expected to sive the genernl franework narc so the whole con­
plex ac ti vi ty of c on t e..ipor-ar-y worlcl could c orae to t h , na i.n purpose
we shall talk f'ur t h e r , results har non.i.ous , coherent, wi th clear
sense for everybody, without frictions or ·�isproportions. Because
all these r­equ.i.r cne nt s , this planning could be name d "c onpr­e he n­
sive or integral planning", or just "conprehensive planning" due

to the fact that it is requested to have ability to channalize

the whole range of things that the nain purpose deoands through
an agile anct percanent integration process.

The price object of conprehensive planning

In the different approaches to point out that nain object

which could qualify the planning we are concern, we nay see that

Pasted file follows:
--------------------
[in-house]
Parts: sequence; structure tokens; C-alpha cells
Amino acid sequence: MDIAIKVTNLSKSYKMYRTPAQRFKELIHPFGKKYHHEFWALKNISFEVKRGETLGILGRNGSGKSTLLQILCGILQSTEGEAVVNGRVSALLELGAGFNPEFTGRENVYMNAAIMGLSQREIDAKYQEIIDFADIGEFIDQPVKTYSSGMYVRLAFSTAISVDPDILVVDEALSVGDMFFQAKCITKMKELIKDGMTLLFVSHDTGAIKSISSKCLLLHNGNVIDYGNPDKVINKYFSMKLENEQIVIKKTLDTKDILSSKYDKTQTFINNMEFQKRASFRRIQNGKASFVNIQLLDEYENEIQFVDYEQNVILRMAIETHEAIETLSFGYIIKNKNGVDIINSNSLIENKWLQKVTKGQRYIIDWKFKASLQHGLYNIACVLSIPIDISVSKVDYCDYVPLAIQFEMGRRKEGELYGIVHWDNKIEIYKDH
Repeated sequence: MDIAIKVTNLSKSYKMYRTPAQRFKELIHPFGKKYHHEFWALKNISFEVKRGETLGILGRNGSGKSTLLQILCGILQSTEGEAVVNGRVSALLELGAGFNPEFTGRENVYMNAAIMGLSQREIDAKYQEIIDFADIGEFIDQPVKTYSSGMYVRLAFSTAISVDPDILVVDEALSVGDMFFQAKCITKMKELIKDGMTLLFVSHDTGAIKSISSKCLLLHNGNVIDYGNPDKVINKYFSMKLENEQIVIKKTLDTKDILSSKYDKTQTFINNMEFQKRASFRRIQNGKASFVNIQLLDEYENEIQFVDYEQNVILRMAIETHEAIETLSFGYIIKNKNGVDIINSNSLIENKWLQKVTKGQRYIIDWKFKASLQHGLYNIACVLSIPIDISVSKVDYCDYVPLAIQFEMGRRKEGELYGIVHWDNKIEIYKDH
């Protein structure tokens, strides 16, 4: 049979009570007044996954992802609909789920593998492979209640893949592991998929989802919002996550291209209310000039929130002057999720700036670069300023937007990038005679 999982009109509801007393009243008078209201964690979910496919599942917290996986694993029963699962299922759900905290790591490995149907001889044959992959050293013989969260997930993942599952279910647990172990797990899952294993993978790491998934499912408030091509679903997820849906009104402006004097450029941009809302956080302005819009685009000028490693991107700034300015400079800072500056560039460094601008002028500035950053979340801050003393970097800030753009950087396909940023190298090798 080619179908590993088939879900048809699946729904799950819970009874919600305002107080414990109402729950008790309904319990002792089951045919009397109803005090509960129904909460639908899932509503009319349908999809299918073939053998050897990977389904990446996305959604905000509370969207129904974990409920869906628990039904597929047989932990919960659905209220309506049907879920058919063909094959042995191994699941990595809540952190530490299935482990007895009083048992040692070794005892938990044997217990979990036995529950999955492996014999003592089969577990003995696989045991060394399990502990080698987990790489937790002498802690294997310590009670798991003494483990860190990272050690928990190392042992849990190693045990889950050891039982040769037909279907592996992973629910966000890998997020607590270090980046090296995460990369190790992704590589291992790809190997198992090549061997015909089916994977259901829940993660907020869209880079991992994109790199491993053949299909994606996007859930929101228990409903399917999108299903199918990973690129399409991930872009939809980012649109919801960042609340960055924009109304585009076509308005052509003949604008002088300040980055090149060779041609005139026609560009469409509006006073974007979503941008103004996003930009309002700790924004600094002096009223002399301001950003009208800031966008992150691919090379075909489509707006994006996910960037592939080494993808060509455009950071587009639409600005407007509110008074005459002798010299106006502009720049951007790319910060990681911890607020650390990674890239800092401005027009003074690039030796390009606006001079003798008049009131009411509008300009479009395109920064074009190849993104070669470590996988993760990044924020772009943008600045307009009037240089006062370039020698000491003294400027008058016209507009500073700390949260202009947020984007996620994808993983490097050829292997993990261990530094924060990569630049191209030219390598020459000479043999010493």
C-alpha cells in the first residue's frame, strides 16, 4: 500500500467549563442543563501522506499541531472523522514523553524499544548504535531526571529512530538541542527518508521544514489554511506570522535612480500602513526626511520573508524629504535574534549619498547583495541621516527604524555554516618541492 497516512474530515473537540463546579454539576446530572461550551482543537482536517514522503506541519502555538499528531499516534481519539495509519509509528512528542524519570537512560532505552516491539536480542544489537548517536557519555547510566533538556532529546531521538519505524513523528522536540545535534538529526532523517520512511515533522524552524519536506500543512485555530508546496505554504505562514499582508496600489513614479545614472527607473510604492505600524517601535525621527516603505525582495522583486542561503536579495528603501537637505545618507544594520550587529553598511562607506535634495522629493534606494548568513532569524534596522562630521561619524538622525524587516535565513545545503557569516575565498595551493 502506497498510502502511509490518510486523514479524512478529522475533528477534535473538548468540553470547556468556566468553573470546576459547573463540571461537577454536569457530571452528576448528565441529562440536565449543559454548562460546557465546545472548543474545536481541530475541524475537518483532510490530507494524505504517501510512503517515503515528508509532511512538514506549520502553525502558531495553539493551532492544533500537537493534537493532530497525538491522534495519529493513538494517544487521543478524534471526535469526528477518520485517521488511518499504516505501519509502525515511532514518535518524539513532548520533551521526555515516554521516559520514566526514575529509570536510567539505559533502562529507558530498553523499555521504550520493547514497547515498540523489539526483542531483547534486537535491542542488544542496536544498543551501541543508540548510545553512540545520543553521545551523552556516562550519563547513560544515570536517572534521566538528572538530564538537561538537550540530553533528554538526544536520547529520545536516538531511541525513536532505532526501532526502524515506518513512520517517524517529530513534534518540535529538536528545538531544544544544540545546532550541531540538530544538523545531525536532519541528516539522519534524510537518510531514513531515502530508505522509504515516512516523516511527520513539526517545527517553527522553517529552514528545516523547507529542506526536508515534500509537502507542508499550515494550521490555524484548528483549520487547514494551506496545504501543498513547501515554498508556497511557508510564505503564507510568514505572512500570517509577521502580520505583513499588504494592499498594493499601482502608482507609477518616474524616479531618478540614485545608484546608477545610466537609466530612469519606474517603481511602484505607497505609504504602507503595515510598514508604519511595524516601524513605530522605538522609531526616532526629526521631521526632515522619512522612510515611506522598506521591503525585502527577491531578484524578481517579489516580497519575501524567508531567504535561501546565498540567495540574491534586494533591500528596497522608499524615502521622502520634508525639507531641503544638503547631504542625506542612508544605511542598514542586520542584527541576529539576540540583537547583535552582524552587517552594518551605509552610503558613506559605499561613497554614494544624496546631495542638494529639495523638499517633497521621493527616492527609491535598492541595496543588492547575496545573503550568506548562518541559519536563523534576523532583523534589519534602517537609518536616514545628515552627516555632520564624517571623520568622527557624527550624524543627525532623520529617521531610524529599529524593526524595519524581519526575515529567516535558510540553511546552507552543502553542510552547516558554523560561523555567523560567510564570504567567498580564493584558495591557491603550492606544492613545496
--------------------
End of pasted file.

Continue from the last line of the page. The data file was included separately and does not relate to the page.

it has been attempted through diverse relate maters: geographic
population distribution, the use of n3tural resources, the evalu�
tion of re£ources, the regional econocic activity location,
the social structure, the inprcveoent of productivity and
per­capita Lnc one , the ar r an gerten t of regional and urban
space, the social nobility, the infra­structures planning,
the s oc i.a'L­adrri.n i.s t r a t i ve­poli ti cal organization, welfare
inprove�ent, housing and neighborhood progranmes, urban
equipnent, civic and services structur�s, the transporta­
tion system, comuunications systen, utilities, the recrea
tional structure, etc.etc.

Of course, all these natters anJ nany others, concern with

the main problen here stated. They are parts conprised in the
whole object we need to clarify. Talking through philosophical
language, they are "oaterial objacts" of conprehensive planning.1
That is, matters to which comprehensive planning must concentrnte
its attention, its care.